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King Rustler

John Kinney

This photo was taken in Santiago in 1898. The man on the left is Kinney, and the other two men are friends of his.

John W. Kinney was born in Hampshire, Massachusetts in 1847 (other sources say 1848, and some even say 1853). He and his family moved to Iowa shortly after John was born. On April 13, 1867, Kinney enlisted in the U. S. Army at Chicago, Illinois. On April 13, 1873, at the rank of sergeant, Kinney was mustered out of the U. S. Army at Fort McPherson, Nebraska. Kinney chose not to stay around Nebraska, and he went south to New Mexico Territory. Kinney took up residence in Dona Ana County. He soon became a rustler and the leader of a gang of about thirty rustlers, killers, and theives. By 1875, the John Kinney Gang was the most feared band of rustlers in the territory. They rustled cattle, horses, and mules throughout New Mexico, Arizona, Texas, and Mexico. However, the headquarters for the gang was around the towns of La Mesilla and Las Cruces, both of them located in Dona Ana County. Kinney himself was a very dangerous gunslinger. His apprentice in the gang was Jessie Evans. On New Year's Eve in 1875, Kinney, Jessie Evans, and two other John Kinney Gang members named Jim McDaniels and Pony Diehl, got into a bar-room brawl in Las Cruces with some soldiers from nearby Fort Seldon. The soldiers beat the four rustlers in the fight, and the outlaws were tossed out of the establishment. Kinney himself was severely injured during the fight. Later that night, Kinney, Evans, McDaniels, and Diehl took to the street of Las Cruces and went in front of the saloon they had recently been tossed out of. The four rustlers opened fire on the saloon, shooting through the saloons and walls. When the shooting had stopped, two soldiers were dead, one civilian was dead, two other soldiers were wounded, and one other civilian was wounded. Kinney and his gang participated in several other killings later on. In early 1876, Jessie Evans left the John Kinney Gang, and took with him other members of the gang. With these men, Evans formed his own gang, called the Jessie Evans Gang, or the Boys. The Jessie Evans Gang and the John Kinney Gang still worked together in a way though, since they were both links in the chain gang. The chain gang was an association all the rustling gangs in the west had with each other. One gang would steal some cattle and sell it to another gang, who sold it to another gang, who sold it to another gang, and so on. This way the stolen animals could get moved across the country, with no way to determine the original owner, or the original theif. Other links of the chain gang were the Clanton Gang and the Seven Rivers Warriors. On November 22, 1877, Kinney shot and killed Ysabel Barela in the street in La Mesilla. Kinney and his gang fled for Silver City, in Grant County, New Mexico Territory. They continued their illegal activities in Silver City, until they were hired to fight in the El Paso Salt War. The John Kinney Gang went to San Elizario, Texas and were deputized. There, they murdered several people and raped several women. After the Salt War ended, the John Kinney Gang stayed in Texas, with Kinney working at a saloon in El Paso. They shortly after returned to Dona Ana County and in June of 1878 were hired by District Attorney William Rynerson to fight for the Murphy-Dolan-Riley side in the Lincoln County War. The John Kinney Gang reached Lincoln on June 22, 1878 and were deputized by Sheriff George Peppin, a Dolan man. Furthermore, Kinney was offered $500 worth of John Tunstall's cattle by Jimmy Dolan if he killed Alex McSween. Fighting in the war also reunited Kinney with Jessie Evans, whose gang (along with the Seven Rivers Warriors) was also fighting for the Dolan side. While serving in the war, Kinney bosted he had already killed fourteen men. Kinney had his gang ransack the village of San Patricio, where the Regulators hid out, but they did not find the Regulators. The John Kinney Gang participated in the Five-Day Battle in Lincoln from July 15 to July 19. At the end of the battle, at dusk of July 19, the Regulators inside the burning McSween home fled the house. During this time, the fleeing Billy the Kid fired a bullet into Kinney's face, but Kinney survived. Kinney and his gang looted the Tunstall store the next day, and they shortly after returned to Dona Ana County. On November 30, 1878, Kinney was arrested for the murder of Ysabel Barela. The trial was held not in Dona Ana County, but in Grant County. On December 21, 1878, Kinney was acquitted of the murder of Barela. He and his gang then continued their illegal activities, while Kinney took another job serving as a scout for the army. In 1881, Kinney was deputized and was assigned to be one of the men to escourt the convicted Billy the Kid from La Mesilla to the jail in Lincoln. Charged with cattle rustling, Kinney was arrested in 1883, brought to trial in Mesilla, and convicted. He was sentenced to pay a five-hundred dollar fine and to serve five years in the Kansas State Penitentiary at Leavenworth. Kinney paid the fine, served a little less than three years in prison, and was released on February 19, 1886. By this time, his gang was long gone, and he got a job running a feed lot in Kingman, Arizona. He also later served in Cuba during the Spanish-American War. After this, he became a successful miner at Chapparral Gulch, Arizona, and later settled in Prescott. He died there on August 25, 1919.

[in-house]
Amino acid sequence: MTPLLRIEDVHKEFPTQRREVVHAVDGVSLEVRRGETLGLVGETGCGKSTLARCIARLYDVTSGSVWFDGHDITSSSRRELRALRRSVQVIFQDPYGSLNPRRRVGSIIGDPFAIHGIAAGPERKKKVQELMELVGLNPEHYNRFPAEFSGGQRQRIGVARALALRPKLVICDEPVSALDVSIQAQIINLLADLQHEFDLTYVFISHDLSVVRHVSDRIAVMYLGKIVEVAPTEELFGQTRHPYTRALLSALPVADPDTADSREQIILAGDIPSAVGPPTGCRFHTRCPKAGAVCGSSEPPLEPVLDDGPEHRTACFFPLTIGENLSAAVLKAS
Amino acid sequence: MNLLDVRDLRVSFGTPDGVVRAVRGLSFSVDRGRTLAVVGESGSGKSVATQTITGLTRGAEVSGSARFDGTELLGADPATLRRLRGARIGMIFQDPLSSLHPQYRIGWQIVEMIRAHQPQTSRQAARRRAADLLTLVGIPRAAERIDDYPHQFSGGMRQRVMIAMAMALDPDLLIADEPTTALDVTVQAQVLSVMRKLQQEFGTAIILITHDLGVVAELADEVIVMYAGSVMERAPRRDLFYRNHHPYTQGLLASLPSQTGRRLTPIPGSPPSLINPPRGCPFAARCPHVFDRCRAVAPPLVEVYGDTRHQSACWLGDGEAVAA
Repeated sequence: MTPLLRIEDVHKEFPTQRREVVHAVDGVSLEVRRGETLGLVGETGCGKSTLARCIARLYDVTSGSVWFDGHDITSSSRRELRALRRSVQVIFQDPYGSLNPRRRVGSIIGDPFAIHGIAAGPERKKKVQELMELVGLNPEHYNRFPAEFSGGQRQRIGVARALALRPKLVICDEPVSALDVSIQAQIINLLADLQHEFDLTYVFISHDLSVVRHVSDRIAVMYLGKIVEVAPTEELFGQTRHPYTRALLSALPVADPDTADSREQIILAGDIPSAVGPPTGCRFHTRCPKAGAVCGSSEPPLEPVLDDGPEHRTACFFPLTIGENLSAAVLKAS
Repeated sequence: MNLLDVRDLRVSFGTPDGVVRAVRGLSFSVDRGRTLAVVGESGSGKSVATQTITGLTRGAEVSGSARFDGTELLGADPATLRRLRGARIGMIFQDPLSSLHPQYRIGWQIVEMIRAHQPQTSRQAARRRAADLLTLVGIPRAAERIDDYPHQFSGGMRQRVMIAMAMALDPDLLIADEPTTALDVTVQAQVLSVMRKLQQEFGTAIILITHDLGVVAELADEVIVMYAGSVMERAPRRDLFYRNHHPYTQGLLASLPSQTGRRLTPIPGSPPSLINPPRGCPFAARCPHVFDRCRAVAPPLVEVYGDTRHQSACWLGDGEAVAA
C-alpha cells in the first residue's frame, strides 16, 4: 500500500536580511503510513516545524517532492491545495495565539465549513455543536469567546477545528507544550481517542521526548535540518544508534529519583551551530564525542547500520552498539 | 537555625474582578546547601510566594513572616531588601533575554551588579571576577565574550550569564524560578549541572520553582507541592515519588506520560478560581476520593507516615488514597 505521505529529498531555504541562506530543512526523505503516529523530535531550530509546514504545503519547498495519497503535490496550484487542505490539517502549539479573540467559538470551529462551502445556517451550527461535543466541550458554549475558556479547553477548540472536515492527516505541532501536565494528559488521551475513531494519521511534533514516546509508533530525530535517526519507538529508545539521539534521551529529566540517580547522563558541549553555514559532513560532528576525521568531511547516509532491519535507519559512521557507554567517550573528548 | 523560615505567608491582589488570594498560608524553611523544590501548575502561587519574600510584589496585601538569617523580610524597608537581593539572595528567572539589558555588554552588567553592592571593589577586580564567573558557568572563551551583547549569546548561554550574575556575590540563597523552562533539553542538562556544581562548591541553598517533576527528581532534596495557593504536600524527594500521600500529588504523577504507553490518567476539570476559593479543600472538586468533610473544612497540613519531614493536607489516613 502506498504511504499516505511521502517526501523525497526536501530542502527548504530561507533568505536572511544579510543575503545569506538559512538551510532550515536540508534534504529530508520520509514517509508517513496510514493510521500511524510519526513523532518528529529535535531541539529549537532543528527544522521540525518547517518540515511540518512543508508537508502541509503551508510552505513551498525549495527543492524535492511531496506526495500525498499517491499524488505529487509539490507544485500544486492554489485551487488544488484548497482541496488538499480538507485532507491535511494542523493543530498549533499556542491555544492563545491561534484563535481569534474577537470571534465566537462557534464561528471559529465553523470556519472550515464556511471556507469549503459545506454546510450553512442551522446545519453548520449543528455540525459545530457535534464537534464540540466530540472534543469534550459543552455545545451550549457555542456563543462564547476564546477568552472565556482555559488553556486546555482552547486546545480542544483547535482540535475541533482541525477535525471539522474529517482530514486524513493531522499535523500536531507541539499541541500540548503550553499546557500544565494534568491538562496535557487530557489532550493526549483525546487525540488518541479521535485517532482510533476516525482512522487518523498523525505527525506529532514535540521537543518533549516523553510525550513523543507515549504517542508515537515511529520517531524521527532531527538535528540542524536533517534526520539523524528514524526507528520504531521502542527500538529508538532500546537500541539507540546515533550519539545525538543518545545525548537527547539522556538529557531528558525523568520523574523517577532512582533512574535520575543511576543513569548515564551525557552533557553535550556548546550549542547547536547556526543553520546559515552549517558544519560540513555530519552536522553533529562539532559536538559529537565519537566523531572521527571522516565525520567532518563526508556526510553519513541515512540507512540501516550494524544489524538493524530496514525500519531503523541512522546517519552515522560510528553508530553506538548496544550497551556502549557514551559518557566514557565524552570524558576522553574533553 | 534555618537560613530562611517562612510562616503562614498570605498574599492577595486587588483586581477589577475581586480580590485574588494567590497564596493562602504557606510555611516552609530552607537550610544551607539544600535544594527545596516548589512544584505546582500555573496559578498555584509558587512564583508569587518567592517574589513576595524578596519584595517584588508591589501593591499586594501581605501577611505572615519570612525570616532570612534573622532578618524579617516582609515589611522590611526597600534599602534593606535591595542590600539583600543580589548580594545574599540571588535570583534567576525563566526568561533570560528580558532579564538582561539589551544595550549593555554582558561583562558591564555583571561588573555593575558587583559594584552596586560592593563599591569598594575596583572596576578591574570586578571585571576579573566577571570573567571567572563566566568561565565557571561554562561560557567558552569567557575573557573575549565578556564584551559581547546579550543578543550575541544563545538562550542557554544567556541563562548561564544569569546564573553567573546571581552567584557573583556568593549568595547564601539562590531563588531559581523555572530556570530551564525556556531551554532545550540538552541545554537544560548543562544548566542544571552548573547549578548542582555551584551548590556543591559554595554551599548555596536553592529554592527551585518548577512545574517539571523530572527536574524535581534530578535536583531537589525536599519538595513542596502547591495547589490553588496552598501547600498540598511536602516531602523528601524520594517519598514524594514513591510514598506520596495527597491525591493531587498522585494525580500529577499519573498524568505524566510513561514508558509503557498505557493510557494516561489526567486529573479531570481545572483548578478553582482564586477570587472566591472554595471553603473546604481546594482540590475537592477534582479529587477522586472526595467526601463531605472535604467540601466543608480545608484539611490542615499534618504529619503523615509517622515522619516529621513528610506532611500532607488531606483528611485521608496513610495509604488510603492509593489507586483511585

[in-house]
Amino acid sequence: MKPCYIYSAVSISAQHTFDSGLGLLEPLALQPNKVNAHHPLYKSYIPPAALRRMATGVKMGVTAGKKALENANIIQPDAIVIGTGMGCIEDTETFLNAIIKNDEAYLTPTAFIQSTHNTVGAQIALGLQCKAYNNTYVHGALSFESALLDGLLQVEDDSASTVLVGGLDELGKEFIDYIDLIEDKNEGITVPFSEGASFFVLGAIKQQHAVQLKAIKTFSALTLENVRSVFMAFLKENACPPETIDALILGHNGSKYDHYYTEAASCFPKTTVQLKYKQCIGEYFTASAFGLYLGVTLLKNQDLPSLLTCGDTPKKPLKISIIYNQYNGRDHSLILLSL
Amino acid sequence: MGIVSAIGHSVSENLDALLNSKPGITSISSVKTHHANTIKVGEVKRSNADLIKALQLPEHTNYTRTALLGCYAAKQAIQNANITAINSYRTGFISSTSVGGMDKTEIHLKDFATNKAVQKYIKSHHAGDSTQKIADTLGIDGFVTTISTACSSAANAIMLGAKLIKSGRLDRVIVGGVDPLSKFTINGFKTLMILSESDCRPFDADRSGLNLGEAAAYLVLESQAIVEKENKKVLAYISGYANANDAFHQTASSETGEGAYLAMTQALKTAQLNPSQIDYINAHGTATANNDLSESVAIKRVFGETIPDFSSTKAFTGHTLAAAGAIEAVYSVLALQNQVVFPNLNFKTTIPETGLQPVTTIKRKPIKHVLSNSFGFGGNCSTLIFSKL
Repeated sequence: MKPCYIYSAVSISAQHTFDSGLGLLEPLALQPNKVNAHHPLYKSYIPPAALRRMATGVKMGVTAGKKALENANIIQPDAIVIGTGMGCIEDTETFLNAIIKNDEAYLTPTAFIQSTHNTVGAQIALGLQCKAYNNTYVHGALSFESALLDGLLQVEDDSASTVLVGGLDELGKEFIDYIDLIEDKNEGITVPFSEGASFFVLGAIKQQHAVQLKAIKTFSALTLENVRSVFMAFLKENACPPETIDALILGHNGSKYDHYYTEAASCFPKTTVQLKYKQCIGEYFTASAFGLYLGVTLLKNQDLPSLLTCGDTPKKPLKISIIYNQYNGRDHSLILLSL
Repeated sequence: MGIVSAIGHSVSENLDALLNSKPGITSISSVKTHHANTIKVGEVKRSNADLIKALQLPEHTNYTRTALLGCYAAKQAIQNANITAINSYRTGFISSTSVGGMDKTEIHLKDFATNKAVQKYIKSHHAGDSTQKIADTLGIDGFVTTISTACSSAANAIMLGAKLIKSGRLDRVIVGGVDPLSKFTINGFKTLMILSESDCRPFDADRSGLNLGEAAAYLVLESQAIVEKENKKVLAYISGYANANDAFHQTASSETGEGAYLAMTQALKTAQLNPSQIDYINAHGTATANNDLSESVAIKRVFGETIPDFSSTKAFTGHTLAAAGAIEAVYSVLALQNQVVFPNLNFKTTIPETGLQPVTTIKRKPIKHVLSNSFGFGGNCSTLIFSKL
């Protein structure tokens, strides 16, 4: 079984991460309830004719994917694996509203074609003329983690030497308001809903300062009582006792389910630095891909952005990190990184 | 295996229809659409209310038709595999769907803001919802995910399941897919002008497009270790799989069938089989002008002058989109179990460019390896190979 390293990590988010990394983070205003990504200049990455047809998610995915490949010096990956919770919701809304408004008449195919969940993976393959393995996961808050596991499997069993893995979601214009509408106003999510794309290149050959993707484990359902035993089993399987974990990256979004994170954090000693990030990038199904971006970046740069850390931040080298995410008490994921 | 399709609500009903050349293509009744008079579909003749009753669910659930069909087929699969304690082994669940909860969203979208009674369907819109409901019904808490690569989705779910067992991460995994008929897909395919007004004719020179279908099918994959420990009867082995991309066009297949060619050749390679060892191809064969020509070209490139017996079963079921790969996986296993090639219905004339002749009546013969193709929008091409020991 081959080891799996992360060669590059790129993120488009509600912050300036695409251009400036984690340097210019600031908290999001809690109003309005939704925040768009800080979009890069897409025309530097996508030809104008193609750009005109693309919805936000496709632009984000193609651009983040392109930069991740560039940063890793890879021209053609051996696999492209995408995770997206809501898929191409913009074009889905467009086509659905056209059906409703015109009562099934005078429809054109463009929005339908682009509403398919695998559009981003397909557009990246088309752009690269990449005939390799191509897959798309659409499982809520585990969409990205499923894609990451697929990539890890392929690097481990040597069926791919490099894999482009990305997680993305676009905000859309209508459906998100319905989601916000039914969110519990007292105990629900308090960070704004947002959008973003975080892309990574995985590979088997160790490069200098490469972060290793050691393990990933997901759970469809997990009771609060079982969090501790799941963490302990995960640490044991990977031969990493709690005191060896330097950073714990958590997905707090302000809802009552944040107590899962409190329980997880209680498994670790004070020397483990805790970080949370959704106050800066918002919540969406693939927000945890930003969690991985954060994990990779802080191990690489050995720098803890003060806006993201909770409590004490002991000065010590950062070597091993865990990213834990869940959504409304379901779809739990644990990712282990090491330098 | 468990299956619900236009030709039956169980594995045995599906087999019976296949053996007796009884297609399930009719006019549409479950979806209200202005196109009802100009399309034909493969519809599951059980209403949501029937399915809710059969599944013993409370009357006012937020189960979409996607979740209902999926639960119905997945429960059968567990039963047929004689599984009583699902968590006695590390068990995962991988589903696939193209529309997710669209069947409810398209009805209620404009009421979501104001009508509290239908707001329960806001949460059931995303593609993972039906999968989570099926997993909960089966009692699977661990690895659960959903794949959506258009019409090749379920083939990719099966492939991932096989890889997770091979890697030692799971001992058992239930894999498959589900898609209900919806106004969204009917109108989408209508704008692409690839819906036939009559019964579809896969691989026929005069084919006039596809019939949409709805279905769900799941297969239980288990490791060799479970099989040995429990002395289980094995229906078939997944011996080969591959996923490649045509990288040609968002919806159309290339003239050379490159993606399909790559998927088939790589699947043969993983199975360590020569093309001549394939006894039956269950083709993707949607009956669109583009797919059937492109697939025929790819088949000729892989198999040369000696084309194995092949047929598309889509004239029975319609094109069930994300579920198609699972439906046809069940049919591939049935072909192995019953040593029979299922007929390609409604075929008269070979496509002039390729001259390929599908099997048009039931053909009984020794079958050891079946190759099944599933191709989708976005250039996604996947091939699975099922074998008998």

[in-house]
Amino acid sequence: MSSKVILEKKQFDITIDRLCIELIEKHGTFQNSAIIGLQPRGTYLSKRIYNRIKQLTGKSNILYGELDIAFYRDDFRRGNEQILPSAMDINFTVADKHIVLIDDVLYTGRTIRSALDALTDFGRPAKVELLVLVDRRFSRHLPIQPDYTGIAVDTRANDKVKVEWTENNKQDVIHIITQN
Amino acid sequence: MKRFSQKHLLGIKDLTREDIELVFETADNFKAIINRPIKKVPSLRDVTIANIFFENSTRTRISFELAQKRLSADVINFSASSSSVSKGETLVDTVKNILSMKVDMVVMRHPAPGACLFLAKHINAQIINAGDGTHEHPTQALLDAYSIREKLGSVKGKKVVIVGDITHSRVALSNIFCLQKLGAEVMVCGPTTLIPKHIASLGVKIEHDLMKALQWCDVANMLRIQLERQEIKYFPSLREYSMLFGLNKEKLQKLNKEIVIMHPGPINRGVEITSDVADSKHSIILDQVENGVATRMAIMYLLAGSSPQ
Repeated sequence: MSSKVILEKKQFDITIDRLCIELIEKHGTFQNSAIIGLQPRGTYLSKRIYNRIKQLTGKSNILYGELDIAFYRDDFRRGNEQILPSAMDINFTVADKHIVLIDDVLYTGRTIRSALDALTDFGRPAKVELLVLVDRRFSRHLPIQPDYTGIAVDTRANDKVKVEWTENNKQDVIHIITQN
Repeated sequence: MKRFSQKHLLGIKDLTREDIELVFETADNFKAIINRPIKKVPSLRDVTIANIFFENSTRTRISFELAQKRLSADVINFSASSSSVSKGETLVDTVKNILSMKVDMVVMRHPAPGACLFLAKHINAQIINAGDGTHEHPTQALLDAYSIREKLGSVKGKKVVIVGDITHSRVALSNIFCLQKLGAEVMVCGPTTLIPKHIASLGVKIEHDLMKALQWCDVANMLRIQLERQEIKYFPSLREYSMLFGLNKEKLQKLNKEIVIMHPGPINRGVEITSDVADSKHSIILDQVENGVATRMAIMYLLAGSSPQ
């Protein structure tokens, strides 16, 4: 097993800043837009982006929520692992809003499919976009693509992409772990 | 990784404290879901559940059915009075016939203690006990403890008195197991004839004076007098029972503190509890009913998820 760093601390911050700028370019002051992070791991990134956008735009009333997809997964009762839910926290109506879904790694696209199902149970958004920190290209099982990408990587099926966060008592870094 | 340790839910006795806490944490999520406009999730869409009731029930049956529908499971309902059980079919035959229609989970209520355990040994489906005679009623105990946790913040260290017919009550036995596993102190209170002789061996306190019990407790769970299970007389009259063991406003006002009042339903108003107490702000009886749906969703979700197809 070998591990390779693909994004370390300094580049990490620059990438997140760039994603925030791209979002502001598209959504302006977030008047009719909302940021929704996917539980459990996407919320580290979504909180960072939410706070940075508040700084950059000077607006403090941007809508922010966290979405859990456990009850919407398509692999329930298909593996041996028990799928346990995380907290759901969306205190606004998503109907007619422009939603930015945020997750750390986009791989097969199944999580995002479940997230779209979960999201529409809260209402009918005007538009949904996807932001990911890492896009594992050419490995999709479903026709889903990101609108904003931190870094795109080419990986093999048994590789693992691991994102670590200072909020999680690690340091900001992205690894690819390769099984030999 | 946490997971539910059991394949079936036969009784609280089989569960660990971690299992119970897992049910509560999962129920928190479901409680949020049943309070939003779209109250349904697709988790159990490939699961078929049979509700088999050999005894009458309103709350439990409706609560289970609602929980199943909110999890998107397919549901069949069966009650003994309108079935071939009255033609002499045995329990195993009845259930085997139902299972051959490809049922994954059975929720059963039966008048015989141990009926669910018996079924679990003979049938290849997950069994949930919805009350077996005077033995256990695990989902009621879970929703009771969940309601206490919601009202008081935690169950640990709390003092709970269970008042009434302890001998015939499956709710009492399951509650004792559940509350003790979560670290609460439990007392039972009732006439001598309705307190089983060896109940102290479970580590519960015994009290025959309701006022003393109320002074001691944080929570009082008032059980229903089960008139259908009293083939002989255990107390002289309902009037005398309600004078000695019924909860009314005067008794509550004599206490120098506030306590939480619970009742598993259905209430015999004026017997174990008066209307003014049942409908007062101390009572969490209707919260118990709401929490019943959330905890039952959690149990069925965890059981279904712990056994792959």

John Kinney, and his daughter

This photo of Kinney and his daughter, Mary Lynn, was taken probably in Prescott, Arizona, shortly before he died.